*The meeting includes preliminary (unpublished) data to provide objective information. Plans are underway for checking all analyses and completion of peer reviewed publications to be submitted in 2013. Therefore, materials are shared with the following conditions:
NKF's signature early detection screening program, the Kidney Early Evaluation Program (KEEP®), offers free screenings in cities around the country to anyone at risk for kidney disease--those with high blood pressure, diabetes or a family history of kidney disease. It is the nation's largest and most successful chronic disease screening program and has touched the lives of nearly a quarter of a million Americans since its inception. KEEP screens kidney function through a variety of tests, including blood, blood pressure and urine.
Everyone screened is entered into the KEEP database of over 170,000 at- risk individuals and test results are studied and analyzed to help doctors find ways to improve outcomes and better treat kidney disease in specific populations.
According to Dr. Peter McCullough, Chairman of the KEEP Steering Committee, KEEP has contributed greatly to the advancement of our knowledge concerning chronic kidney disease among Americans. Since the methods of KEEP touch obesity, diabetes, hypertension, kidney, and heart disease, this program is improving the health and awareness of individuals at risk for these common medical problems.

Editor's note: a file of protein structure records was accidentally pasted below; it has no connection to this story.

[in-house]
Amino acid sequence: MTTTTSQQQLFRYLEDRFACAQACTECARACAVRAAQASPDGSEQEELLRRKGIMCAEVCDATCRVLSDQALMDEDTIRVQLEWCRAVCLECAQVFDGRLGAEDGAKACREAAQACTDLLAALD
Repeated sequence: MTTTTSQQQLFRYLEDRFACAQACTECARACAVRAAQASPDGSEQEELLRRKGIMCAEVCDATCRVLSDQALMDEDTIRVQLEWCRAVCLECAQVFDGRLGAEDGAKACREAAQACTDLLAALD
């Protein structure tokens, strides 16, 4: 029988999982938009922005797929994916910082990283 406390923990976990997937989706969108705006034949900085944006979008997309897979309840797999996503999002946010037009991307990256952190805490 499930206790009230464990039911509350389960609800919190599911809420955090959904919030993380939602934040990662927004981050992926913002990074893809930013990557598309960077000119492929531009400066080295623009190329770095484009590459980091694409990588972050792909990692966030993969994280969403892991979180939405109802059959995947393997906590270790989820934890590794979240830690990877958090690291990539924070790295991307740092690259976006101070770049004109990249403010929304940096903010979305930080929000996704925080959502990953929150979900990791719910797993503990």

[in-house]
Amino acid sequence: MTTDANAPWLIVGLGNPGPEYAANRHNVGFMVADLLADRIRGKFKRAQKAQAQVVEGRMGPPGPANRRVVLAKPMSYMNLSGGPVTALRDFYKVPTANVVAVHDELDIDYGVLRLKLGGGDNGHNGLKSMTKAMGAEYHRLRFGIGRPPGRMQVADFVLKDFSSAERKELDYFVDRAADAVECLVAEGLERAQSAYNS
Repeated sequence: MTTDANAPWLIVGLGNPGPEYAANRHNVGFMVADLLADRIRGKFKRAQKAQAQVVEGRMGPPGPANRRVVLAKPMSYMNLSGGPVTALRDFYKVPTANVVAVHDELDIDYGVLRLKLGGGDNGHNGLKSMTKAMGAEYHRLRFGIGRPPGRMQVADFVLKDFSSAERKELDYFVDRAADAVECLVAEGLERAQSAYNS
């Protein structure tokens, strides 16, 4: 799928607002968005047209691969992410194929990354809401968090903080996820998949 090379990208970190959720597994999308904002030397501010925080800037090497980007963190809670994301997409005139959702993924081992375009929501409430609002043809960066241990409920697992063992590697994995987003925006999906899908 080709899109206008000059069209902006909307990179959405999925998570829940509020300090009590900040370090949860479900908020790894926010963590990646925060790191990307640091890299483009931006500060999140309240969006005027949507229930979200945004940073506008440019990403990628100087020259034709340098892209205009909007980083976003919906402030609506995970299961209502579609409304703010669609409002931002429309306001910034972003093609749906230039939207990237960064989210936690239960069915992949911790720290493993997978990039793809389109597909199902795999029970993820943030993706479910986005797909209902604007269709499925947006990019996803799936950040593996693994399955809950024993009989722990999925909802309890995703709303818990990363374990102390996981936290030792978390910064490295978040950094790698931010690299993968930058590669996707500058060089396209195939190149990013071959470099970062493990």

KEEP is expanding its impact through screening special populations and studying the medical samples of participants to search for markers of chronic diseases that will ultimately lead to the development of new tests and therapies for kidney disease. KEEP is also linking its data with other national databases such as the United States Renal Data System (USRDS) to allow for more research on how kidney disease contributes to the overall provision of care.
Diabetes is the leading cause of kidney disease, yet recent studies have found that only half of primary care doctors discuss chronic kidney disease with their diabetic patients. In an effort to estimate the prevalence of chronic kidney disease in adults with type 2 diabetes and examine their care, the National Kidney Foundation launched a multi-site cross-sectional study, Awareness, Detection and Drug Therapy in Type 2 Diabetes Mellitus and Chronic Kidney Disease (ADD-CKD). This research is assessing how chronic kidney disease is being identified and managed in type II diabetic patients, in the primary care setting, using a survey of 10,000 adult patients and their 500 primary care physicians.
According to Lynda Szczech, MD, MSCE, President of the National Kidney Foundation, primary care physicians are the first line of defense against one of the world's top killers. The goal of this study is to increase the awareness and management of chronic kidney disease in diabetic patients.
Using the contributions of leading investigators from 45 studies, this NKF-funded project is creating and analyzing the world's largest dataset about patient outcomes at all stages of chronic kidney disease. According to Dr. Josef Coresh of Johns Hopkins University, one of the project's leaders, chronic kidney disease is a spectrum disease and at each stage, people experience different complications-- from stroke and hypertension to infections and acute kidney disease. This research will examine how these complications impact a patient's prognosis at each stage.
This project is also led by Drs. Paul de Jong and Ron Gansevoort at the University of Groningen in The Netherlands, and Dr. Andrew Levey at Tufts University.